“There’s been a progressive increase in overdoses the last two years, and it just went out of control,” said Rick Gluth, supervising detective on the district attorney’s drug task force. “I’ve been a police officer for 27 years and worked narcotics for the last 15, and this is the worst. I’d be glad to have the crack epidemic back.”

In the past, users would be incarcerated for their acts, but this does little to address the problem of addiction. Approaching addiction as a disease has more and more states offering treatment over jail. The U.S. attorney for western Pennsylvania and co-chair of the National Heroin Task Force established by the Justice Department, David J. Hickton, believes users need help not incarceration, according to the article.

“There is a growing sense of community outrage that we can’t accept this like we are accepting it,” said Hickton. “We just can’t go on like this.”

“If they’re using and trafficking, I prosecute them,” he said. “If they’re just using, they need help.”


If you or a loved one is struggling with heroin addiction, please contact Harmony Foundation to begin the journey of recovery. Harmony is a state-of-the-art, affordable, residential addiction treatment program located in the Rocky Mountains.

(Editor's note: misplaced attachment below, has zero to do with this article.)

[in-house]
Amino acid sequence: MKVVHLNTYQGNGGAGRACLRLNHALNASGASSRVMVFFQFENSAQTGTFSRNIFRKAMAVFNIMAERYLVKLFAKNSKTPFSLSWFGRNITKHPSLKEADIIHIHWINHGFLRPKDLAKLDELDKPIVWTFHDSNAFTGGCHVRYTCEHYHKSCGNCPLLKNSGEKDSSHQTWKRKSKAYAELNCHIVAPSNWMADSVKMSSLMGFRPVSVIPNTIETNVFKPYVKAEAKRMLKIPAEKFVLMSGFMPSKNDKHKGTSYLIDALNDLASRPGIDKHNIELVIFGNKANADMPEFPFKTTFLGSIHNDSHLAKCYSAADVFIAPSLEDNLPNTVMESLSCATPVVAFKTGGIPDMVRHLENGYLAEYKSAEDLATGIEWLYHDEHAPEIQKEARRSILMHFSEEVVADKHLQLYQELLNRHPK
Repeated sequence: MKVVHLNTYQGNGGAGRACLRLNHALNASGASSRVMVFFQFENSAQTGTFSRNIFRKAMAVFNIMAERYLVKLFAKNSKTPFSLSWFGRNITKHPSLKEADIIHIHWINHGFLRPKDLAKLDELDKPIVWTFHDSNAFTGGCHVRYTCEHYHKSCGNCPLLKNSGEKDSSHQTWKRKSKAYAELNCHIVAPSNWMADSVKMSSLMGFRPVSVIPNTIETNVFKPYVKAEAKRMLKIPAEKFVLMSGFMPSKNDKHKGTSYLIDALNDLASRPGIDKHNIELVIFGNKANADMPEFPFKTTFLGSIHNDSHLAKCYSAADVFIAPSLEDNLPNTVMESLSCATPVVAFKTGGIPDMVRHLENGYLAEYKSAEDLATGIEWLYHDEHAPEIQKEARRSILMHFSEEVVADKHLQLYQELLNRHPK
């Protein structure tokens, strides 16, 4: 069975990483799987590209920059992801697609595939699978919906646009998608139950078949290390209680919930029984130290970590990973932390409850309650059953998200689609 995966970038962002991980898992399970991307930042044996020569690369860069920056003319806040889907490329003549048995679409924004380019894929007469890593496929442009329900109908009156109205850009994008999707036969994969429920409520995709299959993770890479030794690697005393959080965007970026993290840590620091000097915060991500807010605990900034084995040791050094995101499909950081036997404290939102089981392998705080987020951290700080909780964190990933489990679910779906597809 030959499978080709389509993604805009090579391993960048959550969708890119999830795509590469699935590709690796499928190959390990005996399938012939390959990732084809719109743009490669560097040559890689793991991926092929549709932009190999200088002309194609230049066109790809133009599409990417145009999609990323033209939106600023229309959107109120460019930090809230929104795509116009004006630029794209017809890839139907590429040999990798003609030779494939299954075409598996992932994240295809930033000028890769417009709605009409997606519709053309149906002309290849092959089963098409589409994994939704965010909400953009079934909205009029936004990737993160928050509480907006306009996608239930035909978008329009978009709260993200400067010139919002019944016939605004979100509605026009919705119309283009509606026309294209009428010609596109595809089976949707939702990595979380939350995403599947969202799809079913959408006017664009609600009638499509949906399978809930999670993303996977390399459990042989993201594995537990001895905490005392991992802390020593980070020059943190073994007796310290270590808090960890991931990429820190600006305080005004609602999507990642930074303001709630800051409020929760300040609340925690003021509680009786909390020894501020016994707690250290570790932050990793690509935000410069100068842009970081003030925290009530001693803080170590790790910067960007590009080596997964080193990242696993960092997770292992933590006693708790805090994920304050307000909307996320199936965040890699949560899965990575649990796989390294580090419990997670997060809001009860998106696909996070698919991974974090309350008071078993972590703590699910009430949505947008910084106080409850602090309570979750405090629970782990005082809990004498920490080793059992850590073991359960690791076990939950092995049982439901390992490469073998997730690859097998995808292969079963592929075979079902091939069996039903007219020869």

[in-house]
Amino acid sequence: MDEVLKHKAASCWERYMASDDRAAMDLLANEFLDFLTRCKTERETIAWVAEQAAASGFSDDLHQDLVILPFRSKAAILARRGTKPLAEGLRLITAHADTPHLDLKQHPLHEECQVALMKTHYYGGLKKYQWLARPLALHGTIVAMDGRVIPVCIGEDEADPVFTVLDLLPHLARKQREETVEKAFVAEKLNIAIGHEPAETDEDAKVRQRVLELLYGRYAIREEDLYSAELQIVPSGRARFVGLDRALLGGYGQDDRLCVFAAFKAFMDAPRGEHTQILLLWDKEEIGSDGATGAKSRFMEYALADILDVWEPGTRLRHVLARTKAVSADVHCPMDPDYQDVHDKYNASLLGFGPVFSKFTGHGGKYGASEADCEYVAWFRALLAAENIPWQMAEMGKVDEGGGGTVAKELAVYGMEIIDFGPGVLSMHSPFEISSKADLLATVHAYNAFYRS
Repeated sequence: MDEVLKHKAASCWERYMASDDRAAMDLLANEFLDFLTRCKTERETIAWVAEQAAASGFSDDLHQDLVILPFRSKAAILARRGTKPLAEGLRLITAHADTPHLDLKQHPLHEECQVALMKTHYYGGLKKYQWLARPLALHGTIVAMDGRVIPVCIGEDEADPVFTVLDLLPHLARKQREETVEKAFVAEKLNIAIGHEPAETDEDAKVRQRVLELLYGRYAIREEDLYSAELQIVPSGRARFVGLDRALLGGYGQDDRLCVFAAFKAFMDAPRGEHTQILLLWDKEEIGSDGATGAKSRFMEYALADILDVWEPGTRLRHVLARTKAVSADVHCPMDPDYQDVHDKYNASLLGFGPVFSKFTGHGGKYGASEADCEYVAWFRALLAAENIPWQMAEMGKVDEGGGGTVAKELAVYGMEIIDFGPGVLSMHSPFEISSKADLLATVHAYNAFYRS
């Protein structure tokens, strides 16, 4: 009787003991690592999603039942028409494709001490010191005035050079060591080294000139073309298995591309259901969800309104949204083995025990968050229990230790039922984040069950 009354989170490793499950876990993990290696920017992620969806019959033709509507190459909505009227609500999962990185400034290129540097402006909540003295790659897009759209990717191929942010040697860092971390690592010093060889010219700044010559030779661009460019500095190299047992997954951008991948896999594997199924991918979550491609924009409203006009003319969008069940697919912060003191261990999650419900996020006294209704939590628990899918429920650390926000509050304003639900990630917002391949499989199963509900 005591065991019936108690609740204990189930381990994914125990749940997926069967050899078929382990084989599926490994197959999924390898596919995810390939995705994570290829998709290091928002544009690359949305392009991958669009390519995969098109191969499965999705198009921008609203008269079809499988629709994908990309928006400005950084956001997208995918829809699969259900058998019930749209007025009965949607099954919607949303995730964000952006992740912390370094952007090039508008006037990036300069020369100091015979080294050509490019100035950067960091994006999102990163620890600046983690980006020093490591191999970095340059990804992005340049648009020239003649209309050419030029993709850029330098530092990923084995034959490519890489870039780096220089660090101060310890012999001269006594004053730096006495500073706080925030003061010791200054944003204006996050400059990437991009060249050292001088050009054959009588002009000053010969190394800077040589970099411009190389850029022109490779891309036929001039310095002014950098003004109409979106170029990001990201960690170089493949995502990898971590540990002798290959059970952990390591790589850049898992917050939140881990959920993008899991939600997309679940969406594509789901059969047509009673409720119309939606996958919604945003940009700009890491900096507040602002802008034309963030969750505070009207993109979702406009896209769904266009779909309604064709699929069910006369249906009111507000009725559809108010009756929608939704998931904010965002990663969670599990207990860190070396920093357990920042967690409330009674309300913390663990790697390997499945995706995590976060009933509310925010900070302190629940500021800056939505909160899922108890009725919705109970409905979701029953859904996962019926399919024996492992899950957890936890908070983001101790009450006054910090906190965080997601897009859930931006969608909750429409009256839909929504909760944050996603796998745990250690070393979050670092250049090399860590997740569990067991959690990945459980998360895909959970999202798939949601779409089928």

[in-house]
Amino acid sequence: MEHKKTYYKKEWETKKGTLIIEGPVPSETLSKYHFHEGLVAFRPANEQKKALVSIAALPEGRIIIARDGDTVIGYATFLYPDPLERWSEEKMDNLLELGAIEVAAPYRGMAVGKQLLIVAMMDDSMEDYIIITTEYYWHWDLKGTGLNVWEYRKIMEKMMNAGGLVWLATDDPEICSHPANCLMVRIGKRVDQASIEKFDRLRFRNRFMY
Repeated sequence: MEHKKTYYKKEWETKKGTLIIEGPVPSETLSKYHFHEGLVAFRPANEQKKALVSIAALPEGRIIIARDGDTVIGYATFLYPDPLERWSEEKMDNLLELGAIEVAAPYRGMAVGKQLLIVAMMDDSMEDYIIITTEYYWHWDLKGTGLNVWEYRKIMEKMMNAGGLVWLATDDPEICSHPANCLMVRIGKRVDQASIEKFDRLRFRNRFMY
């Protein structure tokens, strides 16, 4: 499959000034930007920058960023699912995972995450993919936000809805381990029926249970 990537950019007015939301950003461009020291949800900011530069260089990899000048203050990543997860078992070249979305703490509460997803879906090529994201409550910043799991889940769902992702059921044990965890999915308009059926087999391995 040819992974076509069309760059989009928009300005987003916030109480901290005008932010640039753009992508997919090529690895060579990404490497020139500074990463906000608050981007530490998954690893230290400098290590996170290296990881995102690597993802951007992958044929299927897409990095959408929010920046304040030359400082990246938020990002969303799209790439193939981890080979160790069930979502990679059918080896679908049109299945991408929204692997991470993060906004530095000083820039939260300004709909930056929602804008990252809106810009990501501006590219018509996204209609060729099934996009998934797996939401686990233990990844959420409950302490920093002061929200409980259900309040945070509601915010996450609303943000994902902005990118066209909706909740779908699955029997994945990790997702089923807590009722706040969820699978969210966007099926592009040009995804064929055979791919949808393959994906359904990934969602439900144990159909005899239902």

Public Schools Screen for Substance Abuse


A number of states across the country have seen a dramatic rise in overdose deaths related to prescription opioids or heroin. Naturally, as the affected states work to combat this crisis there is a lot of concern about teenage substance abuse. In Massachusetts, a state which saw more than 1,000 overdose deaths last year, child advocates are calling for substance abuse screening in public schools, WBUR reports. Screenings could help school nurses identify the students who may be in need of help before a problem gets even more out of hand.